As an experience, cycling Spain End to End on the N630 is missing something. Cars. Rob Ainsley explains…
I thought I knew all about cycling in Spain. I’ve done the road-bike-holiday stuff with friends, in Mallorca, Girona and such. Vuelta-grade views all day, sociable set-menu in the historic square at night.
And I’ve done the city-bike-explorer thing, trundling waterside paths and hidden plazas of Barcelona, Valencia, Madrid etc at coffee-stop pace in happy solitude.
Both are examples of what cycling’s really all about: making friends back home envious with Facebook posts and Strava uploads.
But it turns out I didn’t know Spain. I’ve just done its End to End, and it was a revelación, an epifanía.
(Basic Spanish is easy, and as you can see, you can guess a lot of words. You’ll soon be ordering set menus, talking gear ratios with locals, and pleading with baggage handlers not to trash your STIs.)
There’s no standard Iberian E2E, no ‘Land’s End–John o’Groats’. But my intensive research – haphazard Googling of bike blogs, in other words – revealed something fascinating. The N630 highway runs over 800km from near Cádiz on the south coast up to Gijón on the north coast. But it’s now bypassed by the recently-completed A66 motorway, running parallel all the way. (There’s plenty of space to put it.)
Which means the N630 is virtually untrafficked almost everywhere. It often feels like the world’s biggest cycleway: 500 miles of wide, smooth, well-graded tarmac spanning the country, with more bikes than cars 90% of the time, usually local pelotons replying to your ¡buenos días! with something friendly you never quite decipher.
But you’re never far from a village with coffee, cake and flan: a desserted highway.
And in the rare busy sections – from León up to 1380m and over the spectacular mountain pass to Asturias for example – you have a spacious hard shoulder that’s a good de facto cycle lane, selfie space and bush lavatory. (Drinking water fountains are plentiful, so hydration is easy, but there’s a catch: What goes in…)
You know the M74/A74 north of Lockerbie? The A1(M)/A168 east of Harrogate? Or the M20/A20 round Ashford? Well, nothing like that. Much better.
And, surprise surprise, Spanish motorists proved far more courteous and patient than their UK counterparts, passing wide and slow. Even the trucks. Even some of the taxis. I know plenty of Spanish swear words; I never got to use them.
Slopes are gradual in the south, as imperceptible as climate change. North is where its gets more precipitous, in rainy, green Asturias, where they play bagpipes and drink cider poured from head height.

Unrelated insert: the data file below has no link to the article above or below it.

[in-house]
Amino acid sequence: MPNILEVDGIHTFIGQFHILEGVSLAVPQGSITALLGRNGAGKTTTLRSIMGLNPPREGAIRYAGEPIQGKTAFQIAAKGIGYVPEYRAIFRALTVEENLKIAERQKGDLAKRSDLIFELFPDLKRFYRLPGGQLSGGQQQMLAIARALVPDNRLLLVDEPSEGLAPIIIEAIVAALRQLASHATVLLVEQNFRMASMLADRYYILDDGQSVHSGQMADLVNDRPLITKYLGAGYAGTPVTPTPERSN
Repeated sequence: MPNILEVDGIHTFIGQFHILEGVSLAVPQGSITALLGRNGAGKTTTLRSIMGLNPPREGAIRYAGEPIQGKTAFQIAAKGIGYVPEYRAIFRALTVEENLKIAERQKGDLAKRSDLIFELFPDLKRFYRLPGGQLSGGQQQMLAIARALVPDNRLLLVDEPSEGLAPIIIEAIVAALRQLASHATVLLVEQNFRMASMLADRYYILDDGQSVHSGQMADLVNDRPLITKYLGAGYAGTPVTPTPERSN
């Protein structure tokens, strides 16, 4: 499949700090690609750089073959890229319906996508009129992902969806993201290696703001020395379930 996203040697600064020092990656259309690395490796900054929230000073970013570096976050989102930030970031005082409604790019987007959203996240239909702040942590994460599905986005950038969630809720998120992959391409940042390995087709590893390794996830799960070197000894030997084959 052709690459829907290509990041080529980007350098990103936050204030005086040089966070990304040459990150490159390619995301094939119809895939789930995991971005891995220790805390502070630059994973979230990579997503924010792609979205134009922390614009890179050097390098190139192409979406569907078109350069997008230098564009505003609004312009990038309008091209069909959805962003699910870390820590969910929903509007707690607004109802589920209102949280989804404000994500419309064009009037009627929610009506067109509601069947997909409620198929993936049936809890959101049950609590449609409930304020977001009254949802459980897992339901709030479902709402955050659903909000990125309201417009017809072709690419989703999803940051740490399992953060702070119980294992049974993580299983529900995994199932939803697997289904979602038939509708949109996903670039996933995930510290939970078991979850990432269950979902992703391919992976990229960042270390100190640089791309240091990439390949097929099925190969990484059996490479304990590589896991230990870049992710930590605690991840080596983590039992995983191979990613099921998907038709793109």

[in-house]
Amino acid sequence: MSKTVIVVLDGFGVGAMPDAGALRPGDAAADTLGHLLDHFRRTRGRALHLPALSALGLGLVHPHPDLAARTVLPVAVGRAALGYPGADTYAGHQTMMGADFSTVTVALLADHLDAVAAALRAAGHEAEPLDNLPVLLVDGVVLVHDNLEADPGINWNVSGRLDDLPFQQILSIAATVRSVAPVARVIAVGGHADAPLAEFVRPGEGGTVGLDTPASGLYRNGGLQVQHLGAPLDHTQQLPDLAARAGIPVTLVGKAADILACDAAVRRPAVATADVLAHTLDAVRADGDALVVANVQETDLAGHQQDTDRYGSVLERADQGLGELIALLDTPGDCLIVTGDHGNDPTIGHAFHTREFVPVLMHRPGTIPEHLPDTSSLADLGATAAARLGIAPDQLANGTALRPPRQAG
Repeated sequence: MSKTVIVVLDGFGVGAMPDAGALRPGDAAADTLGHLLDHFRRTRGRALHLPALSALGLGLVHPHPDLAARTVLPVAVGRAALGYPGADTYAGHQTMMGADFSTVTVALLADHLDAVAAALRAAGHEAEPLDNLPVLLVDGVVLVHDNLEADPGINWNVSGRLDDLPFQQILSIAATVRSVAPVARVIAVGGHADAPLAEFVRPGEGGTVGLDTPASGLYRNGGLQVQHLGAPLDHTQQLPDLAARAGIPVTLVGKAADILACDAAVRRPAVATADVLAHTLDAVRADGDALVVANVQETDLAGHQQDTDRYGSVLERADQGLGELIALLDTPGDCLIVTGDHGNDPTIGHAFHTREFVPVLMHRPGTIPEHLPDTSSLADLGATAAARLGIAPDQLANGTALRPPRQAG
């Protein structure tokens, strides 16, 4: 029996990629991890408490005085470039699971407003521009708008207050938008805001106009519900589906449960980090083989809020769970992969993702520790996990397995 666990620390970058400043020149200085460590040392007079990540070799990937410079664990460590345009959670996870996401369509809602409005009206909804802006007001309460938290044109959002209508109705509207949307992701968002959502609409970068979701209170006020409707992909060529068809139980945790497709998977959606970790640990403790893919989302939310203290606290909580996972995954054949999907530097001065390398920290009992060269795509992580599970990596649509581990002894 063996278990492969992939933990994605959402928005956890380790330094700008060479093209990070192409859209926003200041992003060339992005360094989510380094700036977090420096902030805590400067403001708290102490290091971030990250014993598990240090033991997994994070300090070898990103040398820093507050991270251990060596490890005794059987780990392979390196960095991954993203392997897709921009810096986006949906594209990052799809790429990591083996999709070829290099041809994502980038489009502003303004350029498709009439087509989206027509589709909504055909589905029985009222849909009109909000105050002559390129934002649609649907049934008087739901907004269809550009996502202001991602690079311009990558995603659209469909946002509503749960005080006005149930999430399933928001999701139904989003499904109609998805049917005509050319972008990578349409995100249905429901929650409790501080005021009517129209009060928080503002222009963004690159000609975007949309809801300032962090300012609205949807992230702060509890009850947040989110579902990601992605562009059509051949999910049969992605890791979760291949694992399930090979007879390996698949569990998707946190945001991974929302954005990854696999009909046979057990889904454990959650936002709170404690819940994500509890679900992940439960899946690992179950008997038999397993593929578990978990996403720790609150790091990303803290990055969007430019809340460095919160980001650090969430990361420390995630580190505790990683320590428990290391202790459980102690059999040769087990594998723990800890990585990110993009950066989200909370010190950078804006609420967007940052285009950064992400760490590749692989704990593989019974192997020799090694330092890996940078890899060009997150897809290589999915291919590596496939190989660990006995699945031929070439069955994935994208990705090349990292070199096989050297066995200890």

We clambered 500m up El Cordal, a noted roadies’ back-lanes challenge with astounding views. It’s in the shadow of notorious spirit-breaker Angliru next door, though our ascent was shadow-free thanks to heavy rain. But a great descent, with something dramatic new to see at every turn. Such as piles of gravel in the road, or flood-damage ruts, or metre-wide puddles that turn out to be as deep.
Riding in towns and cities was easy. Spain is investing in decent segregated urban cycleways, with good priority at side roads, plied by shopping locals and by day-riders heading out on their road bikes. Sometimes they’re red, sometimes green.
Which applied to my face occasionally too, after underdoing the sunblock and overdoing the seafood respectively.
(It was Man v Prawn. Man won, but only on points.)
So the discovery for me, the revelatory side of Spain, was that – if you choose your route smartly, and the A66/N630 story isn’t unique – it’s a country ideal for fast, light, long-distance touring, not just the ‘training week’ or the ‘city explorer’: 150km a day? Easy! You finish in time for a siesta.
As my ride partner found to his delight, on his carbon frame that weighs less than his onboard sound system. I was lugging two big panniers full of civvies, but he was surviving out of a saddlebag, happy to do his evening paseo in full lycra and clacking cleats. We never had trouble getting the waiter’s attention, at least.
So, done the UK End-to-End? Up for similar, but with sunnier weather, tastier food, historic towns – Seville, Mérida, Cáceres, Salamanca – and roads mostly as smooth as the chocolate dip for your morning churros? Consider Spain. You have nothing to lose.
Well, maybe your adaptors. I’ve left a trail of them in hotel room sockets along the N630.